July 26, 2014

D.C. Circuit enjoins enforcement of NLRB’s notice-posting rule pending appeal

The soap opera that has become the NLRB’s notice-posting rule continues. As we reported last week, there is a split in the courts over whether the NLRB has the authority to require private-sector employers to post a “Notice of Employee Rights.” The first court to consider the issue upheld the posting requirement, while striking down most of the rule’s enforcement mechanisms. That decision is current on appeal to the United States District Court for the District of Columbia Circuit.

Last week, the United States District Court for the District of South Carolina struck down the rule in its entirety, thereby creating doubt as to whether employers have to comply with the rule as of April 30.

Today, the D.C. Circuit granted a motion to enjoin enforcement of the rule pending appeal. The court also ordered expedited briefing, with final briefs due on June 29, 2012. The court will likely hold oral argument and issue a decision sometime late in the summer or thereafter.

As a result of today’s order, the notice-posting rule will not take effect April 30, 2012. We will continue to monitor this issue and report on developments as soon as they occur.

©2014 Greenberg Traurig, LLP. All rights reserved.

About the Author


Justin F. Keith is an associate in the Boston office of Greenberg Traurig, LLP. He represents employers in all areas of labor and employment law, including litigation of discrimination, harassment and retaliation claims, reductions in force, and numerous other personnel and workplace issues. He frequently represents employers in wage & hour class and collective actions in state and federal court.  


Boost: AJAX core statistics

Legal Disclaimer

You are responsible for reading, understanding and agreeing to the National Law Review's (NLR’s) and the National Law Forum LLC's  Terms of Use and Privacy Policy before using the National Law Review website. The National Law Review is a free to use, no-log in database of legal and business articles. The content and links on are intended for general information purposes only. Any legal analysis, legislative updates or other content and links should not be construed as legal or professional advice or a substitute for such advice. No attorney-client or confidential relationship is formed by the transmission of information between you and the National Law Review website or any of the law firms, attorneys or other professionals or organizations who include content on the National Law Review website. If you require legal or professional advice, kindly contact an attorney or other suitable professional advisor.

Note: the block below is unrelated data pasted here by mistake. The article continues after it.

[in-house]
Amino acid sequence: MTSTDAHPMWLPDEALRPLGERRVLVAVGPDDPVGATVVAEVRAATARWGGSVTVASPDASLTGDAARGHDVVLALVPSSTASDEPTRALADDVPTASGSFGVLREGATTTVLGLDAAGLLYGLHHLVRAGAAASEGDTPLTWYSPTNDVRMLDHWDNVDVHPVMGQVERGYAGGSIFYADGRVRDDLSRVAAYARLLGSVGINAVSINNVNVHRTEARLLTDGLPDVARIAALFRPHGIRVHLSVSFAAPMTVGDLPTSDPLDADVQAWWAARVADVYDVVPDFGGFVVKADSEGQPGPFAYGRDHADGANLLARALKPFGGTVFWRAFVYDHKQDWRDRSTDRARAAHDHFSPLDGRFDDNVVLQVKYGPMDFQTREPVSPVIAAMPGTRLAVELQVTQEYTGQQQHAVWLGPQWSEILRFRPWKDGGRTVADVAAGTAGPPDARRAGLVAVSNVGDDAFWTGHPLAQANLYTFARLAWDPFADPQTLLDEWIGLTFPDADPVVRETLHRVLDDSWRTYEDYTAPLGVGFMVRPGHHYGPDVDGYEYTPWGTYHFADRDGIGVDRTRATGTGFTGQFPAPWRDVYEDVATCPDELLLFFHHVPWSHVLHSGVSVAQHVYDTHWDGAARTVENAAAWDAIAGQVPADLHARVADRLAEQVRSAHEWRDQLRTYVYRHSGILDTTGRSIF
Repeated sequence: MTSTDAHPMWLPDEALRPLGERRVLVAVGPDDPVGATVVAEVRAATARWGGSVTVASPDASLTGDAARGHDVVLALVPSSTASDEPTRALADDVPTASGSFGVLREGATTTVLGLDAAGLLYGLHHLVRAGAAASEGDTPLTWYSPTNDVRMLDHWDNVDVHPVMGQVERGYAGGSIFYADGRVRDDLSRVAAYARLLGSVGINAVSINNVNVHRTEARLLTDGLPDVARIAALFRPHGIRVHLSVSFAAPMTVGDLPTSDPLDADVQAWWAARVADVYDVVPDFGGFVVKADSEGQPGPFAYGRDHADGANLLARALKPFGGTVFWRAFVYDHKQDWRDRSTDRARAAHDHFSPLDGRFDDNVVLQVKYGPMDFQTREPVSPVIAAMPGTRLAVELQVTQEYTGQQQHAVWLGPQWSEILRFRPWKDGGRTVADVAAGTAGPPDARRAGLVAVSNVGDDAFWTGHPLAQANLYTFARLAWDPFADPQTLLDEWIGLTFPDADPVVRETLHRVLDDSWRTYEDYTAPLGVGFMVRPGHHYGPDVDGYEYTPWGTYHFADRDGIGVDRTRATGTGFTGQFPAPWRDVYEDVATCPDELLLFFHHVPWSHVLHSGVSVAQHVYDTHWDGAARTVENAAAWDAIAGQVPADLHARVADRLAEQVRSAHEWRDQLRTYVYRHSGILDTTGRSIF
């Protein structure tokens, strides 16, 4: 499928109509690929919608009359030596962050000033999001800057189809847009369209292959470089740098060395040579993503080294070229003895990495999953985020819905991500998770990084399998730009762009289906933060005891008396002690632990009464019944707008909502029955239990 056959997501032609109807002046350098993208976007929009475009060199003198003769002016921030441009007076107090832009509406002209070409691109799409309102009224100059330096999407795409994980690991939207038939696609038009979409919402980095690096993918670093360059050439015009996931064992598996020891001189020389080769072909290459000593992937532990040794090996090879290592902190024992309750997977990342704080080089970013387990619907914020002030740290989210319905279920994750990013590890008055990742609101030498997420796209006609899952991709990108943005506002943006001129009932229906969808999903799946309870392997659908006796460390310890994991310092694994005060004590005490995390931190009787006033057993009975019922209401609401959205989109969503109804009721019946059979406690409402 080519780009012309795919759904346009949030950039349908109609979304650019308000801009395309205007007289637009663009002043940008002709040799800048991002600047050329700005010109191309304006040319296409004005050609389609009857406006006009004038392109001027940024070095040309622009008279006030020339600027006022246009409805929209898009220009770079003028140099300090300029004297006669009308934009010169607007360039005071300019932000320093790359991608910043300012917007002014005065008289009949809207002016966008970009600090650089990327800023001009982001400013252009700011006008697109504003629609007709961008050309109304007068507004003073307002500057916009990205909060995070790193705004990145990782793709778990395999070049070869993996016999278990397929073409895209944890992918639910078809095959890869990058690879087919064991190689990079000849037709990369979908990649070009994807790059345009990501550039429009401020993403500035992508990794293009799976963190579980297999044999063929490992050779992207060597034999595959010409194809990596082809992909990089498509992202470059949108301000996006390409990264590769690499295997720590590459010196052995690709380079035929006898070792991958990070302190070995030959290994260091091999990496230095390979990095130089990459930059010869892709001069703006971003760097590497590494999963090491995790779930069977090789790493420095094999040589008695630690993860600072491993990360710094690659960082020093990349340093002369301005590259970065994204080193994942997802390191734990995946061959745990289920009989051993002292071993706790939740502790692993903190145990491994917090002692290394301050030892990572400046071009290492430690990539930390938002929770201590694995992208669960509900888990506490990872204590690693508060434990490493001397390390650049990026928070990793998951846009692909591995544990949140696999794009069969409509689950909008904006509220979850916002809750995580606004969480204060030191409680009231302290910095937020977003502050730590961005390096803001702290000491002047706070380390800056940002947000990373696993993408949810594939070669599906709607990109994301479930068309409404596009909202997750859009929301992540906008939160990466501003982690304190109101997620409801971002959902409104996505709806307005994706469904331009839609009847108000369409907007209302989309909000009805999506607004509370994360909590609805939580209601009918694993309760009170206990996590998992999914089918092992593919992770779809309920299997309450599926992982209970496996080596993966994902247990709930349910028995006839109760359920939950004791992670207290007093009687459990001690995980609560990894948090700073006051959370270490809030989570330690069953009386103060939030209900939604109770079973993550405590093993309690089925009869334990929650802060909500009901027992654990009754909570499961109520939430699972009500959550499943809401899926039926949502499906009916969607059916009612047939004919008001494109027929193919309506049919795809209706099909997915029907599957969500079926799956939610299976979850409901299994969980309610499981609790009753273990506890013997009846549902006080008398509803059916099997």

Some states have laws and ethical rules regarding solicitation and advertisement practices by attorneys and/or other professionals. The National Law Review is not a law firm nor is  intended to be  a referral service for attorneys and/or other professionals. The NLR does not wish, nor does it intend, to solicit the business of anyone or to refer anyone to an attorney or other professional.  NLR does not answer legal questions nor will we refer you to an attorney or other professional if you request such information from us. 

Under certain state laws the following statements may be required on this website and we have included them in order to be in full compliance with these rules. The choice of a lawyer or other professional is an important decision and should not be based solely upon advertisements. Attorney Advertising Notice: Prior results do not guarantee a similar outcome. Statement in compliance with Texas Rules of Professional Conduct. Unless otherwise noted, attorneys are not certified by the Texas Board of Legal Specialization, nor can NLR attest to the accuracy of any notation of Legal Specialization or other Professional Credentials.

The National Law Review - National Law Forum LLC 4700 Gilbert Ave. Suite 47 #230 Western Springs, IL 60558  Telephone  (708) 357-3317 If you would ike to contact us via email please click here.